The repeated mistakes in analysis of the US could be attributed to the inclination of its experts to make their analyses suit the political agenda of their leaders, thereby failing to read the writing on the wall. Unless and until there is adequate self-correction, one cannot rule out a repeat of the terrorist attacks in the US, Bali, Mombasa, Casablanca, Madrid, etc.

    The latest report by the State Department indicates the beginning of such a process of self-correction. In that sense, it needs to be welcomed.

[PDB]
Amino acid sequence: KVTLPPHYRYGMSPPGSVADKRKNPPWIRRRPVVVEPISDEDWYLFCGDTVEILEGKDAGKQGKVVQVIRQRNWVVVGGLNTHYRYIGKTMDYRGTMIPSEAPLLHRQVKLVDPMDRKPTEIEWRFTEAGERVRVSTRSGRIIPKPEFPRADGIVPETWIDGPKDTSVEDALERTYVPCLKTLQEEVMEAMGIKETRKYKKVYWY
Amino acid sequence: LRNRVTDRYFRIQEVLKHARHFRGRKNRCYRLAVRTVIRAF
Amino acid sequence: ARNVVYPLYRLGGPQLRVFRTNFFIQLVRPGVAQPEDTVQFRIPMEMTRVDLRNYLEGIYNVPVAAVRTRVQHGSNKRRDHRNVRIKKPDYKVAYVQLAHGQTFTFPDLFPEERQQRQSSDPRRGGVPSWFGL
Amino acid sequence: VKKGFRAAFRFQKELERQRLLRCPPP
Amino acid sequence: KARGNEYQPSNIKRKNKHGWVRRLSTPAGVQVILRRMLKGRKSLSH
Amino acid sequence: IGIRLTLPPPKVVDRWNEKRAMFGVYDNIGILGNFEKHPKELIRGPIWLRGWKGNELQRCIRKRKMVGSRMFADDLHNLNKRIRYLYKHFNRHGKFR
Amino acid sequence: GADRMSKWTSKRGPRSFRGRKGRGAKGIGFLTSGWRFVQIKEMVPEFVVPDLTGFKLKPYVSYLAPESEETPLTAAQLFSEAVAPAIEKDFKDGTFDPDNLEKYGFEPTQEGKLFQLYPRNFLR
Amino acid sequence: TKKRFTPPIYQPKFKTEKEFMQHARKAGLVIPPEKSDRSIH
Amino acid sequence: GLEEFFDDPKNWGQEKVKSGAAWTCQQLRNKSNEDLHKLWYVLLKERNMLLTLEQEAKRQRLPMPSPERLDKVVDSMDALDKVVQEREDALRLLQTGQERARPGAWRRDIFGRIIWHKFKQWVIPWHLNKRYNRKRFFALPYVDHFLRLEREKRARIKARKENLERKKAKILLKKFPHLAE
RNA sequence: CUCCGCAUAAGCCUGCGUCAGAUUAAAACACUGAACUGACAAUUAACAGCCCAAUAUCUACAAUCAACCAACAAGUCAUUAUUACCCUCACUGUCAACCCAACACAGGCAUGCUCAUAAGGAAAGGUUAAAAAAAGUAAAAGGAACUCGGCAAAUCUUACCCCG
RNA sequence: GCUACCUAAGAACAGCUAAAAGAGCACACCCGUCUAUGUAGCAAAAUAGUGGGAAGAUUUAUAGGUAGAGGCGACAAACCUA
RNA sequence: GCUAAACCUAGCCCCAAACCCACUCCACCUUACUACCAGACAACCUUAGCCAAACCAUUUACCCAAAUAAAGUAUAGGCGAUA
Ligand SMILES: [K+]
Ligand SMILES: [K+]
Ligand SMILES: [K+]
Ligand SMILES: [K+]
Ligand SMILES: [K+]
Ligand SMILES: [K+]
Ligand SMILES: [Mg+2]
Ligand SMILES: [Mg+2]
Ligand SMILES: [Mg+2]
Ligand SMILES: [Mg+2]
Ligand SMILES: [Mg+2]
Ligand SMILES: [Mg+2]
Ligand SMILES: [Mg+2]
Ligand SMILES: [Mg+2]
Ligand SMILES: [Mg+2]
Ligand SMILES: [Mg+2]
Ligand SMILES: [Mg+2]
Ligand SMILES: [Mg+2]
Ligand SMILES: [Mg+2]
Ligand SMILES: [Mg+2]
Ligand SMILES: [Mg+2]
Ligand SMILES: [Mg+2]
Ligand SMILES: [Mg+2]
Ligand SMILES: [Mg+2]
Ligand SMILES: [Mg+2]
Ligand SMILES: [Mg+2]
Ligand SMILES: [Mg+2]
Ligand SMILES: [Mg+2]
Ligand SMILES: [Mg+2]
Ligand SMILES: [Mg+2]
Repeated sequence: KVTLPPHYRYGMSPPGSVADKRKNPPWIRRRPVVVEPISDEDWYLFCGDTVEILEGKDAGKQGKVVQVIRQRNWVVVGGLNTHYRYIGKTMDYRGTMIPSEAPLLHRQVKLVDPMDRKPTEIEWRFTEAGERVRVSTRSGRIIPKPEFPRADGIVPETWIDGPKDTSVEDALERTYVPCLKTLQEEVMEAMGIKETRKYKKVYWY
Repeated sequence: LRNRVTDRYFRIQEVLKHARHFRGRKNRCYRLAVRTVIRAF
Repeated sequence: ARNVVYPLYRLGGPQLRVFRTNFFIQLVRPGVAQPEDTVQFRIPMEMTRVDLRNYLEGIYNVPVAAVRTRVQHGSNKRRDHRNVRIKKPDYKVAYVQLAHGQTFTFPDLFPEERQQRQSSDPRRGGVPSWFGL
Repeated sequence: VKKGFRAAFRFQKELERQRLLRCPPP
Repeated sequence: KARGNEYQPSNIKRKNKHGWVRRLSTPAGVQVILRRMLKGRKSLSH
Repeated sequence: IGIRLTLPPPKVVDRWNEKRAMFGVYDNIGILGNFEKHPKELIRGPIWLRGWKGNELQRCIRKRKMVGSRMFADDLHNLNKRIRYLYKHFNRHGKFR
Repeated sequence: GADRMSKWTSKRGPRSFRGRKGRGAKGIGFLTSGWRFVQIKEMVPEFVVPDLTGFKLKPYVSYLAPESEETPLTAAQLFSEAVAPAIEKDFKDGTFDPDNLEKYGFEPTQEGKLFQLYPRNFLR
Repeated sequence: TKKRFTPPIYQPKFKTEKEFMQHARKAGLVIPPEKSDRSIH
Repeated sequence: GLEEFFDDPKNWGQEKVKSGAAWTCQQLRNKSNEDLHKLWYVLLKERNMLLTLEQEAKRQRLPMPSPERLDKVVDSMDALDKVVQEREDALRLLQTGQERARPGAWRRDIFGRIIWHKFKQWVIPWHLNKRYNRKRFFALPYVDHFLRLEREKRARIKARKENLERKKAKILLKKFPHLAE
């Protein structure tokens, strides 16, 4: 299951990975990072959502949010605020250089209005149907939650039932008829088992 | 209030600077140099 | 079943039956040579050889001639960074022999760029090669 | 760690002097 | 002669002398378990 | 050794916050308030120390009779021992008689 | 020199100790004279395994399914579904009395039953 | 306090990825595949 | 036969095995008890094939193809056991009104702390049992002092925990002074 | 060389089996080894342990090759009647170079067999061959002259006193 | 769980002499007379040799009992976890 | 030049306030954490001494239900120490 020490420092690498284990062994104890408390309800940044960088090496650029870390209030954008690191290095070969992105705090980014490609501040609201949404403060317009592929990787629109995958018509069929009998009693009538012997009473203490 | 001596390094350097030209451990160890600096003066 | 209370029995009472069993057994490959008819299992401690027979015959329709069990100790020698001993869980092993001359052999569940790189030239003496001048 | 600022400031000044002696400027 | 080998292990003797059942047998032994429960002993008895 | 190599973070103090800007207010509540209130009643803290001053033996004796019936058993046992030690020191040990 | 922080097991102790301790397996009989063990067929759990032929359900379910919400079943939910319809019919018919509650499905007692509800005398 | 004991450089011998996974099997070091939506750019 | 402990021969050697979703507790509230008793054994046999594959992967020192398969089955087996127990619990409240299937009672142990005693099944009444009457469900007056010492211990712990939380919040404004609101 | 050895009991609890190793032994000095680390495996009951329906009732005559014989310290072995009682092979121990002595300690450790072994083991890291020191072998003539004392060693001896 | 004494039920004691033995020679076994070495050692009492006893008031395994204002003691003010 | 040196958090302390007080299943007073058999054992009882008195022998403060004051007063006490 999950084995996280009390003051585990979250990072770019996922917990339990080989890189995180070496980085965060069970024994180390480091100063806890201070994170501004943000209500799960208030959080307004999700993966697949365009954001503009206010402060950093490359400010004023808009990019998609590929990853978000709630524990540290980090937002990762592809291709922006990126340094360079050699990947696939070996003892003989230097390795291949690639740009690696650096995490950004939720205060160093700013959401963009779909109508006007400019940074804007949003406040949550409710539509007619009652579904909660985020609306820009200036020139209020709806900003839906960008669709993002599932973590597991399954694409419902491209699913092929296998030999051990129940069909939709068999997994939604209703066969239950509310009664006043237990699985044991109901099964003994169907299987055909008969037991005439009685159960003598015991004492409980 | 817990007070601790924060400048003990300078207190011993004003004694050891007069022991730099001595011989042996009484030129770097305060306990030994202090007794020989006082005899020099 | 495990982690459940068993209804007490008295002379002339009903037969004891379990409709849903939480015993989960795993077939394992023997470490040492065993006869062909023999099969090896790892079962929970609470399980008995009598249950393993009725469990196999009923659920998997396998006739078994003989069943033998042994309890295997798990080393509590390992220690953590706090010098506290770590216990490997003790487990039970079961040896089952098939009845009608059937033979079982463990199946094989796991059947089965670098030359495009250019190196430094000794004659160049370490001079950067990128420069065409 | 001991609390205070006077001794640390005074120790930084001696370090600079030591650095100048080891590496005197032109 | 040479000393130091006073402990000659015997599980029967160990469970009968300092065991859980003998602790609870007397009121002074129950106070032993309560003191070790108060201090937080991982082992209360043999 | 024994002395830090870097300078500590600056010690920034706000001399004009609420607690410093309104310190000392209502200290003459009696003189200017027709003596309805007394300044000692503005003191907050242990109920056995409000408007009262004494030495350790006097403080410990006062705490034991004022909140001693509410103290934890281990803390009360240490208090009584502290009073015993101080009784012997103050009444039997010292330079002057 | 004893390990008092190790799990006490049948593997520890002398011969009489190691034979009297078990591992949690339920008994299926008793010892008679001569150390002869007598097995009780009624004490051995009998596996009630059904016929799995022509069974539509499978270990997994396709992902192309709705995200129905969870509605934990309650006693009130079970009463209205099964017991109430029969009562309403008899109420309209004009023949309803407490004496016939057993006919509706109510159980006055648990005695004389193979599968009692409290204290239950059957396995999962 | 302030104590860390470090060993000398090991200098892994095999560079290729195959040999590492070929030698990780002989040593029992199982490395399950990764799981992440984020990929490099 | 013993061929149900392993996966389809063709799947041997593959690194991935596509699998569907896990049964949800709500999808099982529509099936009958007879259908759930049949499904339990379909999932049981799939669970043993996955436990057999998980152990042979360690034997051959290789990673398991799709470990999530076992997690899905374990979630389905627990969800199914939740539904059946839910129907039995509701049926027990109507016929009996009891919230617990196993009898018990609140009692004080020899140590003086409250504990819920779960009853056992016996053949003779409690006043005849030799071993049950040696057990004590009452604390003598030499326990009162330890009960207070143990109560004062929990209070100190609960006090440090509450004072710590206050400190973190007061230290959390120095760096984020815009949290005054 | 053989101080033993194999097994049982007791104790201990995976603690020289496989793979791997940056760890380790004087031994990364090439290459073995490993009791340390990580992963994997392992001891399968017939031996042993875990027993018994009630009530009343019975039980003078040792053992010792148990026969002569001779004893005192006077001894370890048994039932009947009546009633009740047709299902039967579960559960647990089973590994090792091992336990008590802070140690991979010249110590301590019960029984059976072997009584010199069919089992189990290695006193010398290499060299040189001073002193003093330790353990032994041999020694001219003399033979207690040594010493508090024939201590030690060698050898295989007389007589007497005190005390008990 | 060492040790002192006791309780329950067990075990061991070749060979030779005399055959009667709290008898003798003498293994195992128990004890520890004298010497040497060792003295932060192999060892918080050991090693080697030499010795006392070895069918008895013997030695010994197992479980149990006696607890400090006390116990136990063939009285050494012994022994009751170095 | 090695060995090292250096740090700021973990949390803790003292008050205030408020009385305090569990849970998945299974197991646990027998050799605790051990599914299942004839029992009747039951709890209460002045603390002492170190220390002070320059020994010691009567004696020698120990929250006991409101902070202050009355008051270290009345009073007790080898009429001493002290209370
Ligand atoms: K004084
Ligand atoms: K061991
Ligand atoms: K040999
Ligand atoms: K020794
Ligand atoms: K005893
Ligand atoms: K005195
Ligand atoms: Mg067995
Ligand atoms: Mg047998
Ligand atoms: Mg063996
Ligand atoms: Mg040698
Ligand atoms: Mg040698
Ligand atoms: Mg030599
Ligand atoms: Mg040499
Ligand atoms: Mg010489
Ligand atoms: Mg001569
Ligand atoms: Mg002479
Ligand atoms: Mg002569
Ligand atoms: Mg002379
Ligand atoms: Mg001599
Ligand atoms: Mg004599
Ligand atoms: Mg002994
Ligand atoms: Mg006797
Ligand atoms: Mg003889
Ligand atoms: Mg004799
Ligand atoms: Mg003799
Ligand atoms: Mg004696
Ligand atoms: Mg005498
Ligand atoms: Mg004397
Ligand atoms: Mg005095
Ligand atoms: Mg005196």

B Raman is additional secretary (retired), cabinet secretariat, government of India, New Delhi, and, presently, director, Institute for Topical Studies, Chennai, and distinguished fellow and convener, Observer Research Foundation, Chennai Chapter.

    (Copyright 2005 B Raman)

  • Counter-terrorism revisited (Mar 8, '05)

    Jihadi terrorism, from Iraq to Kuwait
    (Feb 24, '05)

    What lies ahead for jihadi terrorism
    (Jan 4, '05)

    The down side of cozying up to Israel (Sep 10, '03)